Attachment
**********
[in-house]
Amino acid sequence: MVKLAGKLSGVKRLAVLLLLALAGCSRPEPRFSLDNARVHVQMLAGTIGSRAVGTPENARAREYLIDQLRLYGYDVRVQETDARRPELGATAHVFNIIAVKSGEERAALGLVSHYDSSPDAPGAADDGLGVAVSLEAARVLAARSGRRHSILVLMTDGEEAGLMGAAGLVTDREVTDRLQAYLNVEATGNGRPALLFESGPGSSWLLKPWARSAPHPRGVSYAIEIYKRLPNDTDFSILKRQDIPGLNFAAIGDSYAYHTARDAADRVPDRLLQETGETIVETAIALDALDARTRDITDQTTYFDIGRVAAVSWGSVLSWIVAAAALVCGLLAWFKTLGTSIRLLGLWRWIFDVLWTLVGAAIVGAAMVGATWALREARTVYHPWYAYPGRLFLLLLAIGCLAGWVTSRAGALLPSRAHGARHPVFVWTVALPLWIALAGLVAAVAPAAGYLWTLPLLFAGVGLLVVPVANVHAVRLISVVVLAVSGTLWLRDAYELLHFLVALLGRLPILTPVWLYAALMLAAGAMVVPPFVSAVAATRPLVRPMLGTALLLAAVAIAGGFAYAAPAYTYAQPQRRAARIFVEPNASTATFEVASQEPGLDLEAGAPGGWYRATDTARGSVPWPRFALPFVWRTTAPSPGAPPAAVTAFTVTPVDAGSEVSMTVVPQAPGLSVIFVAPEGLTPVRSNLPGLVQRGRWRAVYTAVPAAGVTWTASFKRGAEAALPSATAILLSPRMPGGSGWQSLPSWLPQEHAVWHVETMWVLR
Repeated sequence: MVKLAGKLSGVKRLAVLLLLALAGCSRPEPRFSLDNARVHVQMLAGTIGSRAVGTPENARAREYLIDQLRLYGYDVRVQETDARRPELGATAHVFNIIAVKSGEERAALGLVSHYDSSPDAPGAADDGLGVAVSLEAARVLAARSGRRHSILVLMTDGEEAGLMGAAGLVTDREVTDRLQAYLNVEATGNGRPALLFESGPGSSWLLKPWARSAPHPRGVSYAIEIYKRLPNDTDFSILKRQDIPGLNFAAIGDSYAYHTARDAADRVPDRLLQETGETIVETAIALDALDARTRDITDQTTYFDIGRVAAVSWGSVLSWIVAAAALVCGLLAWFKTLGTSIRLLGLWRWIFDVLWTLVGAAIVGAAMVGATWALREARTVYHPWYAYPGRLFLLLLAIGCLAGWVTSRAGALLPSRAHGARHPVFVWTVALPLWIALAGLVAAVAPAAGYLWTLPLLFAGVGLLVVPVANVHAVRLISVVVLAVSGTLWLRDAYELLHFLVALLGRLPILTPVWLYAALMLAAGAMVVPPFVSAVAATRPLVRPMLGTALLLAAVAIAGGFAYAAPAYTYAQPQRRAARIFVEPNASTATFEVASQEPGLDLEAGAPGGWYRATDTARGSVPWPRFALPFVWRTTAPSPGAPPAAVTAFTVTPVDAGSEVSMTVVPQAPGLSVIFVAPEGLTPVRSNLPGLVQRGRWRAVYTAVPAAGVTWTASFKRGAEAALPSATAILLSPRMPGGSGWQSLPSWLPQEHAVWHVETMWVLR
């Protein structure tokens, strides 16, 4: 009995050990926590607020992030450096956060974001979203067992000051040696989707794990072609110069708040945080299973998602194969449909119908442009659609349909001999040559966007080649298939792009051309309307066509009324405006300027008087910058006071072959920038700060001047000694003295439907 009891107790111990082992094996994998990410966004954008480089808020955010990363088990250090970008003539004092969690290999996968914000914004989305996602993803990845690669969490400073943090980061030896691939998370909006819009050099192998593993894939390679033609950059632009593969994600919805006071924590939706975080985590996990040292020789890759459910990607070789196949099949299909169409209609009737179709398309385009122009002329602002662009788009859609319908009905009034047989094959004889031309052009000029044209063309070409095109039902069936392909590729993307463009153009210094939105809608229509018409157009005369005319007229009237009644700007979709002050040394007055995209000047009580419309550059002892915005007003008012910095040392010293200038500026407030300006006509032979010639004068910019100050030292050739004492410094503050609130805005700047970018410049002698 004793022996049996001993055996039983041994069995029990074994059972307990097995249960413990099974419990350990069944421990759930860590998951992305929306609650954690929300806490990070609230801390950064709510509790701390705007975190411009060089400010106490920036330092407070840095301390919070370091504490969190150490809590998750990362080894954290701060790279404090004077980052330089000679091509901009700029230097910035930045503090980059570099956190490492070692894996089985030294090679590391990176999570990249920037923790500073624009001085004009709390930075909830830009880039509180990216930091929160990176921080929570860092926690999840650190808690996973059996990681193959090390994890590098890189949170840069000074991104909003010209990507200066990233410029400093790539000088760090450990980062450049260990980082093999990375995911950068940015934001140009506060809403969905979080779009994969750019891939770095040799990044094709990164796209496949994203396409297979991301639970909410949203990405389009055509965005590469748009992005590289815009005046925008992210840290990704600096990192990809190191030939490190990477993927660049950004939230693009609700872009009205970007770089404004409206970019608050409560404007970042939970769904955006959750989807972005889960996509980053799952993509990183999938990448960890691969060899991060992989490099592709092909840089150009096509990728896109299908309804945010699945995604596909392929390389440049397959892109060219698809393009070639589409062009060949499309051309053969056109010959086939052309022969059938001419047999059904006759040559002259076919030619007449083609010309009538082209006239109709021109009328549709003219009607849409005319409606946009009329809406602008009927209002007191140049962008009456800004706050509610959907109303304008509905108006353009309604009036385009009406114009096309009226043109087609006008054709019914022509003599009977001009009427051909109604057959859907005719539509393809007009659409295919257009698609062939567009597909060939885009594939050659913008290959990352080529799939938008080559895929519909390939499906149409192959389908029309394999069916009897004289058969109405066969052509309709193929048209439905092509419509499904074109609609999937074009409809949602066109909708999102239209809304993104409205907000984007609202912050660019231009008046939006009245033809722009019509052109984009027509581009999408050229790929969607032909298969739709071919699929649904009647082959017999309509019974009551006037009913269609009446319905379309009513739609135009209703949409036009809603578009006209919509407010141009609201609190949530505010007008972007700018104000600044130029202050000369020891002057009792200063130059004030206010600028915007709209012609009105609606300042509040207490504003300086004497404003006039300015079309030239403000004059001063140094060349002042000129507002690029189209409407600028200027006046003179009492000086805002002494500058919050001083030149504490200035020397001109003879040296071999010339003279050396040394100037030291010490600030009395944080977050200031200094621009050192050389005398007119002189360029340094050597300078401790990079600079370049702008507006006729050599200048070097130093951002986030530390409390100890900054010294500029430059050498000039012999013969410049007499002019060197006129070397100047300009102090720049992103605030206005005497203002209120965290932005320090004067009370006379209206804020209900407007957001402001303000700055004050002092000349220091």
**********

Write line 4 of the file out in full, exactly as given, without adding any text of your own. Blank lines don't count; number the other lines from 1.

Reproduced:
């Protein structure tokens, strides 16, 4: 009995050990926590607020992030450096956060974001979203067992000051040696989707794990072609110069708040945080299973998602194969449909119908442009659609349909001999040559966007080649298939792009051309309307066509009324405006300027008087910058006071072959920038700060001047000694003295439907 009891107790111990082992094996994998990410966004954008480089808020955010990363088990250090970008003539004092969690290999996968914000914004989305996602993803990845690669969490400073943090980061030896691939998370909006819009050099192998593993894939390679033609950059632009593969994600919805006071924590939706975080985590996990040292020789890759459910990607070789196949099949299909169409209609009737179709398309385009122009002329602002662009788009859609319908009905009034047989094959004889031309052009000029044209063309070409095109039902069936392909590729993307463009153009210094939105809608229509018409157009005369005319007229009237009644700007979709002050040394007055995209000047009580419309550059002892915005007003008012910095040392010293200038500026407030300006006509032979010639004068910019100050030292050739004492410094503050609130805005700047970018410049002698 004793022996049996001993055996039983041994069995029990074994059972307990097995249960413990099974419990350990069944421990759930860590998951992305929306609650954690929300806490990070609230801390950064709510509790701390705007975190411009060089400010106490920036330092407070840095301390919070370091504490969190150490809590998750990362080894954290701060790279404090004077980052330089000679091509901009700029230097910035930045503090980059570099956190490492070692894996089985030294090679590391990176999570990249920037923790500073624009001085004009709390930075909830830009880039509180990216930091929160990176921080929570860092926690999840650190808690996973059996990681193959090390994890590098890189949170840069000074991104909003010209990507200066990233410029400093790539000088760090450990980062450049260990980082093999990375995911950068940015934001140009506060809403969905979080779009994969750019891939770095040799990044094709990164796209496949994203396409297979991301639970909410949203990405389009055509965005590469748009992005590289815009005046925008992210840290990704600096990192990809190191030939490190990477993927660049950004939230693009609700872009009205970007770089404004409206970019608050409560404007970042939970769904955006959750989807972005889960996509980053799952993509990183999938990448960890691969060899991060992989490099592709092909840089150009096509990728896109299908309804945010699945995604596909392929390389440049397959892109060219698809393009070639589409062009060949499309051309053969056109010959086939052309022969059938001419047999059904006759040559002259076919030619007449083609010309009538082209006239109709021109009328549709003219009607849409005319409606946009009329809406602008009927209002007191140049962008009456800004706050509610959907109303304008509905108006353009309604009036385009009406114009096309009226043109087609006008054709019914022509003599009977001009009427051909109604057959859907005719539509393809007009659409295919257009698609062939567009597909060939885009594939050659913008290959990352080529799939938008080559895929519909390939499906149409192959389908029309394999069916009897004289058969109405066969052509309709193929048209439905092509419509499904074109609609999937074009409809949602066109909708999102239209809304993104409205907000984007609202912050660019231009008046939006009245033809722009019509052109984009027509581009999408050229790929969607032909298969739709071919699929649904009647082959017999309509019974009551006037009913269609009446319905379309009513739609135009209703949409036009809603578009006209919509407010141009609201609190949530505010007008972007700018104000600044130029202050000369020891002057009792200063130059004030206010600028915007709209012609009105609606300042509040207490504003300086004497404003006039300015079309030239403000004059001063140094060349002042000129507002690029189209409407600028200027006046003179009492000086805002002494500058919050001083030149504490200035020397001109003879040296071999010339003279050396040394100037030291010490600030009395944080977050200031200094621009050192050389005398007119002189360029340094050597300078401790990079600079370049702008507006006729050599200048070097130093951002986030530390409390100890900054010294500029430059050498000039012999013969410049007499002019060197006129070397100047300009102090720049992103605030206005005497203002209120965290932005320090004067009370006379209206804020209900407007957001402001303000700055004050002092000349220091």